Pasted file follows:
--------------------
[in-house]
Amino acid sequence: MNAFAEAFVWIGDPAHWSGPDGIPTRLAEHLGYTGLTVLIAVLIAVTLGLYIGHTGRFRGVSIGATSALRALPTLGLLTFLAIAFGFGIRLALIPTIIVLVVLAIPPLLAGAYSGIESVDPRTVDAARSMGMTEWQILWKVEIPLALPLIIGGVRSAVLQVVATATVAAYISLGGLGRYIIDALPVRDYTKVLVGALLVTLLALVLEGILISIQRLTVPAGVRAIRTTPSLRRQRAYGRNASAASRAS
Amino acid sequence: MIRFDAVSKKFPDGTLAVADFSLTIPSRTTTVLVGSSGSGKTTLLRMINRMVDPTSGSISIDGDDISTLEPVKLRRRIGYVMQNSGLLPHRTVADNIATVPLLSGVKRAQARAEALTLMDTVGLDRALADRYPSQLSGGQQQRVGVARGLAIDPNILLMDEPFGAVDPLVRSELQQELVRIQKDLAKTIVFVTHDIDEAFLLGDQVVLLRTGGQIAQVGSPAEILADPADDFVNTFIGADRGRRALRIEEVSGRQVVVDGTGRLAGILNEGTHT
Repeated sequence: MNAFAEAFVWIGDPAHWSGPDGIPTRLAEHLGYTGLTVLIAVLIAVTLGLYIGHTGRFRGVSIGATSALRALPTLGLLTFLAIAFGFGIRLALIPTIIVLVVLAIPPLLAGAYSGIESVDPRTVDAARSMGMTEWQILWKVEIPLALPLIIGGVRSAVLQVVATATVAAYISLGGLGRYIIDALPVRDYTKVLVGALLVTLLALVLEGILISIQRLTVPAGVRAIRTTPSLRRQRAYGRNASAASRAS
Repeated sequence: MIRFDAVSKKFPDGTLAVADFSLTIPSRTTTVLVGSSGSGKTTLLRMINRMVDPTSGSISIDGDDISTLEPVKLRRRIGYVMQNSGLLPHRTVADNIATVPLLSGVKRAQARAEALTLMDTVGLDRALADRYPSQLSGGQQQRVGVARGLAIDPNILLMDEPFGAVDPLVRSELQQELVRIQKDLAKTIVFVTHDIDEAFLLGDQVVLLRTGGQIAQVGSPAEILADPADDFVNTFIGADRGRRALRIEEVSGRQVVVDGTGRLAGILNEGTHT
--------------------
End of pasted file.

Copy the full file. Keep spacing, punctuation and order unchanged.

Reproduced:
[in-house]
Amino acid sequence: MNAFAEAFVWIGDPAHWSGPDGIPTRLAEHLGYTGLTVLIAVLIAVTLGLYIGHTGRFRGVSIGATSALRALPTLGLLTFLAIAFGFGIRLALIPTIIVLVVLAIPPLLAGAYSGIESVDPRTVDAARSMGMTEWQILWKVEIPLALPLIIGGVRSAVLQVVATATVAAYISLGGLGRYIIDALPVRDYTKVLVGALLVTLLALVLEGILISIQRLTVPAGVRAIRTTPSLRRQRAYGRNASAASRAS
Amino acid sequence: MIRFDAVSKKFPDGTLAVADFSLTIPSRTTTVLVGSSGSGKTTLLRMINRMVDPTSGSISIDGDDISTLEPVKLRRRIGYVMQNSGLLPHRTVADNIATVPLLSGVKRAQARAEALTLMDTVGLDRALADRYPSQLSGGQQQRVGVARGLAIDPNILLMDEPFGAVDPLVRSELQQELVRIQKDLAKTIVFVTHDIDEAFLLGDQVVLLRTGGQIAQVGSPAEILADPADDFVNTFIGADRGRRALRIEEVSGRQVVVDGTGRLAGILNEGTHT
Repeated sequence: MNAFAEAFVWIGDPAHWSGPDGIPTRLAEHLGYTGLTVLIAVLIAVTLGLYIGHTGRFRGVSIGATSALRALPTLGLLTFLAIAFGFGIRLALIPTIIVLVVLAIPPLLAGAYSGIESVDPRTVDAARSMGMTEWQILWKVEIPLALPLIIGGVRSAVLQVVATATVAAYISLGGLGRYIIDALPVRDYTKVLVGALLVTLLALVLEGILISIQRLTVPAGVRAIRTTPSLRRQRAYGRNASAASRAS
Repeated sequence: MIRFDAVSKKFPDGTLAVADFSLTIPSRTTTVLVGSSGSGKTTLLRMINRMVDPTSGSISIDGDDISTLEPVKLRRRIGYVMQNSGLLPHRTVADNIATVPLLSGVKRAQARAEALTLMDTVGLDRALADRYPSQLSGGQQQRVGVARGLAIDPNILLMDEPFGAVDPLVRSELQQELVRIQKDLAKTIVFVTHDIDEAFLLGDQVVLLRTGGQIAQVGSPAEILADPADDFVNTFIGADRGRRALRIEEVSGRQVVVDGTGRLAGILNEGTHT